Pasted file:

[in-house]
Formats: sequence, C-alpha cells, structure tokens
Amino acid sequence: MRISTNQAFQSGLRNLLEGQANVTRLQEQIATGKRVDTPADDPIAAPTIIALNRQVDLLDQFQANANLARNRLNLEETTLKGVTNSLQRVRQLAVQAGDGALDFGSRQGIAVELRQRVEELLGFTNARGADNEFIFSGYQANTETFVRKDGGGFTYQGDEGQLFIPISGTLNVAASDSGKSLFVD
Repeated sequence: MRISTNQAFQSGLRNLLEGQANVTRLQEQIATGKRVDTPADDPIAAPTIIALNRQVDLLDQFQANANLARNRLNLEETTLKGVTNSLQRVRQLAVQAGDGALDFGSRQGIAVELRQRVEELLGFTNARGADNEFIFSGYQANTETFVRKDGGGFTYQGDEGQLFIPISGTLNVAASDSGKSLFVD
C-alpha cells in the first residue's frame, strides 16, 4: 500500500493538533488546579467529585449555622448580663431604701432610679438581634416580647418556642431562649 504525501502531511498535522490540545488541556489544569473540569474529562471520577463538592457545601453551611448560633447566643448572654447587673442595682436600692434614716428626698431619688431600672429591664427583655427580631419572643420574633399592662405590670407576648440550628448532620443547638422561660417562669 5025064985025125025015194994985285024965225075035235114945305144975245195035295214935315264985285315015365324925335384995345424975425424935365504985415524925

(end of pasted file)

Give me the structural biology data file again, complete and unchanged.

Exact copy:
[in-house]
Formats: sequence, C-alpha cells, structure tokens
Amino acid sequence: MRISTNQAFQSGLRNLLEGQANVTRLQEQIATGKRVDTPADDPIAAPTIIALNRQVDLLDQFQANANLARNRLNLEETTLKGVTNSLQRVRQLAVQAGDGALDFGSRQGIAVELRQRVEELLGFTNARGADNEFIFSGYQANTETFVRKDGGGFTYQGDEGQLFIPISGTLNVAASDSGKSLFVD
Repeated sequence: MRISTNQAFQSGLRNLLEGQANVTRLQEQIATGKRVDTPADDPIAAPTIIALNRQVDLLDQFQANANLARNRLNLEETTLKGVTNSLQRVRQLAVQAGDGALDFGSRQGIAVELRQRVEELLGFTNARGADNEFIFSGYQANTETFVRKDGGGFTYQGDEGQLFIPISGTLNVAASDSGKSLFVD
C-alpha cells in the first residue's frame, strides 16, 4: 500500500493538533488546579467529585449555622448580663431604701432610679438581634416580647418556642431562649 504525501502531511498535522490540545488541556489544569473540569474529562471520577463538592457545601453551611448560633447566643448572654447587673442595682436600692434614716428626698431619688431600672429591664427583655427580631419572643420574633399592662405590670407576648440550628448532620443547638422561660417562669 5025064985025125025015194994985285024965225075035235114945305144975245195035295214935315264985285315015365324925335384995345424975425424935365504985415524925